On Storytelling: Or, Why I Will Never be a Journalist
This is in no way an attack on Journalism, but I’m an English major and have finally decided after months of trying to find my place, that it’s what I love. For a while - for a little while, at least - I thought Journalism and English could be used interchangeably. They’re both rooted in writing, after all. Not to tell you my life story, but I had this vision to double major in English and Journalism. I figured - writing blogs, reviewing stuff - this is Journalism, right? In a way, I suppose it is. I can do this. After two Journalism classes, that vision is gone and English is the only thing standing at the end of my path.
Here’s the problem I have with Journalism: you can’t lie.
I think the most important skill one can acquire is the ability to tell a good story. I love storytelling and the capacity for a good story to change your entire way of thinking. It’s all about presentation and Journalism has the biggest flaw one can have with storytelling: you need to tell the truth.
There’s a reason this whole concept entered my mind in the first place. It’s because of James Frey’s book, A Million Little Pieces. I know this is old news, but if you don’t know the story, here are the basics: Frey’s book was classified as a memoir, but a lot of it was made up. This led to a giant lawsuit and Oprah bitching him out on television (I wish I could find that video on YouTube).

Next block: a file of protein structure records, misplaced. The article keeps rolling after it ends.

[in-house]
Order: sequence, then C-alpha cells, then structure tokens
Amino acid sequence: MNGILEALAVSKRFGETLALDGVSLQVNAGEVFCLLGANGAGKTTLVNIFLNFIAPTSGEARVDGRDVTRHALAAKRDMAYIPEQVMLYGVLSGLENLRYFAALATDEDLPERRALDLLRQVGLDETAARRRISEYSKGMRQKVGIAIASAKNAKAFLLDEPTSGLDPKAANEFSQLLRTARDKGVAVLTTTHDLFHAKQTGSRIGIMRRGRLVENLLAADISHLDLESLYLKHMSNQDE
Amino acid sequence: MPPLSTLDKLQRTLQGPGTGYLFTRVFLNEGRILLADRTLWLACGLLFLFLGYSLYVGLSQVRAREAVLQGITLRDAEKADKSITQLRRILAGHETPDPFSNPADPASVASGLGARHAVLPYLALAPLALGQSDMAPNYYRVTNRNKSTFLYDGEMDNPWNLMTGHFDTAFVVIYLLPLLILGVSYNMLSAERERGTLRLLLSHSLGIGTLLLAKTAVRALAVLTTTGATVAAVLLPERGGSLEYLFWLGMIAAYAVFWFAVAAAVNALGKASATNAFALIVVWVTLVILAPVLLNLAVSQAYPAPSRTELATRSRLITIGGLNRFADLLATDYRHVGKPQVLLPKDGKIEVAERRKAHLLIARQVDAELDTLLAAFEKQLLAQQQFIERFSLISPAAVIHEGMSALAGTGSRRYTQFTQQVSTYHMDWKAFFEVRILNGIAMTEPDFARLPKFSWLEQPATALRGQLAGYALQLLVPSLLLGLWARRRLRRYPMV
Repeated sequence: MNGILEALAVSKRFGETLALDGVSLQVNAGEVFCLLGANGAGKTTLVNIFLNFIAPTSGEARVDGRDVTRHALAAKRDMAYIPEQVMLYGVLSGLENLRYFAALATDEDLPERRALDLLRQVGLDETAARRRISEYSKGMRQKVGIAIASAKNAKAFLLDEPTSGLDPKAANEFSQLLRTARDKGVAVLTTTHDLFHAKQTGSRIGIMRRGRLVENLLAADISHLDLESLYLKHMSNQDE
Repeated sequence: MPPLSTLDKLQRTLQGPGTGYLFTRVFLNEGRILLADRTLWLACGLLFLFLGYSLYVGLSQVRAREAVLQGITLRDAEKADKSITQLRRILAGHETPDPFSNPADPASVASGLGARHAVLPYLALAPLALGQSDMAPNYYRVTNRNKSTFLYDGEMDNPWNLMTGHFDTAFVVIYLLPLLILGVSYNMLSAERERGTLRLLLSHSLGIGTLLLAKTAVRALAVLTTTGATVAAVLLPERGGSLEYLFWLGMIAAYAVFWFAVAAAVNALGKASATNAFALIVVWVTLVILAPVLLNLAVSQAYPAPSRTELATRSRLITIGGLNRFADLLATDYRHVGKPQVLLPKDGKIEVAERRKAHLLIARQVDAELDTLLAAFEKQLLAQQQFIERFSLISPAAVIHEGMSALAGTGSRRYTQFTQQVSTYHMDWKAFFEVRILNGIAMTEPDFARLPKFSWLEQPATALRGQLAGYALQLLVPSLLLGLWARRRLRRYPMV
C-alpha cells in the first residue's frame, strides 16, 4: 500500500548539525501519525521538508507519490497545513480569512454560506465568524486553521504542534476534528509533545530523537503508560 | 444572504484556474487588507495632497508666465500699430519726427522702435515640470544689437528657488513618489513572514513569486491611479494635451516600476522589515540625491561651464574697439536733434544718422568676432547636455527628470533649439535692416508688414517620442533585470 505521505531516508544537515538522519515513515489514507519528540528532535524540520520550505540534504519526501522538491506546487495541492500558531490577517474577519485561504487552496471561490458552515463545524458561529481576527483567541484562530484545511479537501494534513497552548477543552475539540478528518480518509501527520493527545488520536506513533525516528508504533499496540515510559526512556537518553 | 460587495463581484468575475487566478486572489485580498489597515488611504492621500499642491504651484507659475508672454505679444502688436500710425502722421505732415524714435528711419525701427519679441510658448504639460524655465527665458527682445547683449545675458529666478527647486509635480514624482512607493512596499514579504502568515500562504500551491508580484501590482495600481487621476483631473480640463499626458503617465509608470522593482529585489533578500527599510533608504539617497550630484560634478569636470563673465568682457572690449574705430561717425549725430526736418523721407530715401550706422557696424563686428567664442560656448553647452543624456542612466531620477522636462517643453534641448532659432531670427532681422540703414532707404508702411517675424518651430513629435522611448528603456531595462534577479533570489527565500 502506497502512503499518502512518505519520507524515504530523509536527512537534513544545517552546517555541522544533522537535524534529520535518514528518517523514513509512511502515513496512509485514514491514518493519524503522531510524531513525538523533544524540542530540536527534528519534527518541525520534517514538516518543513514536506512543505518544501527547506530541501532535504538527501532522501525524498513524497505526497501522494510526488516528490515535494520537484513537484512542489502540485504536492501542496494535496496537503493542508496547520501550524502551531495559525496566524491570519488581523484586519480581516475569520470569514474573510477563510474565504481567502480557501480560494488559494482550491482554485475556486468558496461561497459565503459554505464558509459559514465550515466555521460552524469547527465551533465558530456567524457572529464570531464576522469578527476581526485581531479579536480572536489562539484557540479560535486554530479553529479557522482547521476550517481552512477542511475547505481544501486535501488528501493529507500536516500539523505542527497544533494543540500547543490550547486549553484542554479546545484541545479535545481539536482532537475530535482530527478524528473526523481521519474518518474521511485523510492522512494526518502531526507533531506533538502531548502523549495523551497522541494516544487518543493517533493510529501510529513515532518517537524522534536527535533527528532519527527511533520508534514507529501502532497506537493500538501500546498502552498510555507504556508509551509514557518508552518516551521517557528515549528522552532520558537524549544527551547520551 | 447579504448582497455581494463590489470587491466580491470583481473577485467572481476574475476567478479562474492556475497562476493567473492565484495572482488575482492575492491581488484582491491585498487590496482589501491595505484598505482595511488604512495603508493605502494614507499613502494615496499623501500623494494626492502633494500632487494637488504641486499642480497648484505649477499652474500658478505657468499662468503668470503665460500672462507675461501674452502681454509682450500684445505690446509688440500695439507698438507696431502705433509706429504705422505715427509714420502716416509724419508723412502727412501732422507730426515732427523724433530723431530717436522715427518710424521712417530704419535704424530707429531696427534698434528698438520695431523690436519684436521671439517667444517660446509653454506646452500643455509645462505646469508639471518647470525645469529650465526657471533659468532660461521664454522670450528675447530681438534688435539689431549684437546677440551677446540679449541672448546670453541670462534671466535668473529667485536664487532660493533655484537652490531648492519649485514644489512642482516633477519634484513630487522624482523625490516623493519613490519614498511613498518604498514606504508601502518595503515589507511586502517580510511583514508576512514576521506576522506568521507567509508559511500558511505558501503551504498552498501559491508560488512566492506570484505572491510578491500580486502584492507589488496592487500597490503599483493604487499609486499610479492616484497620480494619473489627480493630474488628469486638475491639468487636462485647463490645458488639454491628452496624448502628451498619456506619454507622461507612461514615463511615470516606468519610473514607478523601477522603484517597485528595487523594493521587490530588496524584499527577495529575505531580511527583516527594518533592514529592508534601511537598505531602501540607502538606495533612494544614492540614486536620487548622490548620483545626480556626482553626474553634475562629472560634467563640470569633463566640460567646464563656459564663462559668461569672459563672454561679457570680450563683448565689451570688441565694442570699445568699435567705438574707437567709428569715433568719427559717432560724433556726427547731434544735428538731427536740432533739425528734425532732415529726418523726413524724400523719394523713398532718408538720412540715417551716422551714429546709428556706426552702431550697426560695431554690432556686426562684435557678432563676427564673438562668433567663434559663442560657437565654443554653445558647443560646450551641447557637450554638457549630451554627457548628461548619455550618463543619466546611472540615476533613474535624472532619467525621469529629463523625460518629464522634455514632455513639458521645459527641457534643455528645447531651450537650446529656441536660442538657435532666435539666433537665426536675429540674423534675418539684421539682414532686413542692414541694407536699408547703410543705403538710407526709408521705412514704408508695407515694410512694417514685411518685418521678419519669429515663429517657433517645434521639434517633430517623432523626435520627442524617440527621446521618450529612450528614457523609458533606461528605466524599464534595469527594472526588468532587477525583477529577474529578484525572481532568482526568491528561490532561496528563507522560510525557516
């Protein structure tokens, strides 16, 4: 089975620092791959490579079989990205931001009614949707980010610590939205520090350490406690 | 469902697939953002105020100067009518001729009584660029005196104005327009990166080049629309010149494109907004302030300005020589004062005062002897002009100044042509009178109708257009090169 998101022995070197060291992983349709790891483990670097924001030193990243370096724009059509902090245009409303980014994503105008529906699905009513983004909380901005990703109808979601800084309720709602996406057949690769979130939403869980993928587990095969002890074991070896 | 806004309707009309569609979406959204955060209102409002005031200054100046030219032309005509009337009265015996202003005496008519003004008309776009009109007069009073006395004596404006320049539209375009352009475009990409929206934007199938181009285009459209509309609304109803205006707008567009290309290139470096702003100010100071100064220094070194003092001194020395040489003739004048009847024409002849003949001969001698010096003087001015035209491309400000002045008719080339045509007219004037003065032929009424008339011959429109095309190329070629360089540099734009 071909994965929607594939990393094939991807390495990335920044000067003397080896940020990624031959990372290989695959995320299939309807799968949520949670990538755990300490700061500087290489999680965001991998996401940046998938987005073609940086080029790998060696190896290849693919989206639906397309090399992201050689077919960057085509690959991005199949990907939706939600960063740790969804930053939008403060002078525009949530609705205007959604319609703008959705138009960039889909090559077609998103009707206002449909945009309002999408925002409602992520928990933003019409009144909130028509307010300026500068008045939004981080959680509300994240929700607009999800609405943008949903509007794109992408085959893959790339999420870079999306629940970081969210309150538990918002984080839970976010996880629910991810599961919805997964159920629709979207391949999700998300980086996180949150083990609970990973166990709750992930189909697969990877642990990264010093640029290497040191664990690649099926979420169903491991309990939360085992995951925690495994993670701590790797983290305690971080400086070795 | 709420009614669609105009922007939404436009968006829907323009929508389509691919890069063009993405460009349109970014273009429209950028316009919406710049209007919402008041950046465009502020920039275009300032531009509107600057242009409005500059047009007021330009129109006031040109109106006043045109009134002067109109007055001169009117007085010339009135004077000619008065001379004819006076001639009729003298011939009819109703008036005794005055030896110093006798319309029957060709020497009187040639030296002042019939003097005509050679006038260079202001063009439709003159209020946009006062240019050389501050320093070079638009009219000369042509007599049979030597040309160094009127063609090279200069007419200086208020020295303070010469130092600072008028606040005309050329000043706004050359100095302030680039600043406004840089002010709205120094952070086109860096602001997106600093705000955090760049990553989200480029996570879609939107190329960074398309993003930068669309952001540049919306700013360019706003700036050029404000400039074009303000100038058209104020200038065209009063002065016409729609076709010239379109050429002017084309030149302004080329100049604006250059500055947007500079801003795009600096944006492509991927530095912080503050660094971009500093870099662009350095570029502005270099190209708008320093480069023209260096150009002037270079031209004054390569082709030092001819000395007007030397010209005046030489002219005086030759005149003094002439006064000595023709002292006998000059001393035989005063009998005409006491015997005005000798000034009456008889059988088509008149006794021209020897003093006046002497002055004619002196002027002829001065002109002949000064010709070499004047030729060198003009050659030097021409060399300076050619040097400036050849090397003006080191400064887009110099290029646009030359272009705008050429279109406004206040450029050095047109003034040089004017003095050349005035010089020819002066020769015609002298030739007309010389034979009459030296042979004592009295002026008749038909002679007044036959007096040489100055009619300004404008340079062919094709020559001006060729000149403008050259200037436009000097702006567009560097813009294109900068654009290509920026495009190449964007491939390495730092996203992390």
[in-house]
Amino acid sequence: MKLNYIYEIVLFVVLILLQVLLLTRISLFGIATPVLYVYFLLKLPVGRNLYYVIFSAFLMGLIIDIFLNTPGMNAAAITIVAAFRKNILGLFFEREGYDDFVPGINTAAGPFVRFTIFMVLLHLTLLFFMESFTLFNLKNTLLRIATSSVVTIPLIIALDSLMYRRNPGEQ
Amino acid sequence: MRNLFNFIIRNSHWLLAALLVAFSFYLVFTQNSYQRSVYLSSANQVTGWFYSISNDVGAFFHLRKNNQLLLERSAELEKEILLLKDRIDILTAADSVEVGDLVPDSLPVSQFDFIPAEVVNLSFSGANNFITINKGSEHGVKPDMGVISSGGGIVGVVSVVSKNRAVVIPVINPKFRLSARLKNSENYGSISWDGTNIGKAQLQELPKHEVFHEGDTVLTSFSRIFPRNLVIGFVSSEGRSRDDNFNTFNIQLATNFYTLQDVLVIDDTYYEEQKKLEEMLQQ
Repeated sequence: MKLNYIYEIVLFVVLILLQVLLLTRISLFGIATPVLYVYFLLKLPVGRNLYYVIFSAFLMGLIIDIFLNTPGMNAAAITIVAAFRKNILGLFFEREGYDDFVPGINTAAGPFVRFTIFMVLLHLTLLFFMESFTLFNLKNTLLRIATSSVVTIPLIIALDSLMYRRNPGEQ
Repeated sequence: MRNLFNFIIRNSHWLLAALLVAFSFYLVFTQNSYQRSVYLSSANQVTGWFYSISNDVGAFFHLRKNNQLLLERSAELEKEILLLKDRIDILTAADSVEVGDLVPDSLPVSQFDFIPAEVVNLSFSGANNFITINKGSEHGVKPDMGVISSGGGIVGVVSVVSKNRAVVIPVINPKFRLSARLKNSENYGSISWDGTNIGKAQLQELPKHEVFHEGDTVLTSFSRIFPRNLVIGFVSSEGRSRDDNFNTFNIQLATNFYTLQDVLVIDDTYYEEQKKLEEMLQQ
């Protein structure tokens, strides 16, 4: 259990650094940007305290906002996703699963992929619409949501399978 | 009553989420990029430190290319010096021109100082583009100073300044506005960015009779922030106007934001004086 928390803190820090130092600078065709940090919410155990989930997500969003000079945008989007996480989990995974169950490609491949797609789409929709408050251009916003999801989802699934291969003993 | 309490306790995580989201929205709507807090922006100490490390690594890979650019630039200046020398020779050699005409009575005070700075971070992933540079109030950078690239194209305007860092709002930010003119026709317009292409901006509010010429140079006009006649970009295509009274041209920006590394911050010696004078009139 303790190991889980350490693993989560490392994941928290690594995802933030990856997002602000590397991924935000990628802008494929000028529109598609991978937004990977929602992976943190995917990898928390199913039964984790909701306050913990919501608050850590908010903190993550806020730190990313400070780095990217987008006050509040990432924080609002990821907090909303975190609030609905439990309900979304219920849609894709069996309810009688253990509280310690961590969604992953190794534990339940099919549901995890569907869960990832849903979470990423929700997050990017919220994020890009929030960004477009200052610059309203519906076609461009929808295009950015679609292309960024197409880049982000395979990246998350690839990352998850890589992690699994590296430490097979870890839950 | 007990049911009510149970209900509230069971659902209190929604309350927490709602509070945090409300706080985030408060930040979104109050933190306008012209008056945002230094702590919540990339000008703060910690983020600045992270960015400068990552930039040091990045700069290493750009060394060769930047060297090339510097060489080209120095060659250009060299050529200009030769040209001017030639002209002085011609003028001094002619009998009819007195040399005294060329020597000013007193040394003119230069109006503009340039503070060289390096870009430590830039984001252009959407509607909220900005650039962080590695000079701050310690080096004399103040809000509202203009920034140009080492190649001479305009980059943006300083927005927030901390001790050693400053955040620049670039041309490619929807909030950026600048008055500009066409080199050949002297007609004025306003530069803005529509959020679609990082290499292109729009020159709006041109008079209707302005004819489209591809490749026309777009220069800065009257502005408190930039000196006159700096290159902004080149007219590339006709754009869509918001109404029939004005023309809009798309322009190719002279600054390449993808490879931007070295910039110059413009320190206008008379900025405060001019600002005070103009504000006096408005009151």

It bothers me that so many people agree with Oprah. They feel like they were personally attacked and taken advantage of… but why can’t a story be a story? If you found out that The Blair Witch Project was fiction after thinking it was real, would you try and sue the producers? Does seeing something as a lie really ruin the story? Fiction is built upon a bed of lies and that’s what makes it entertaining. The most powerful stuff out there is usually a lie.
The reason I’m writing all this is because of one idea: lies have a way of making us see a greater truth. I’m pretty sure no one takes the story of Adam and Eve as fact (except maybe Pat Robertson), but millions can grasp the profound story hidden beneath the text.
Maybe it’s because I’m an English major, but Journalism is simply boring. Who wants to report on facts when you can make up an intricate structure of lies that teaches the same message in an equally (or more) powerful way?
Feel free, all you journalists out there, to yell at me in the comments section. But before you do, try writing some lies - I think you’ll agree, it’s a hell of a lot more fun.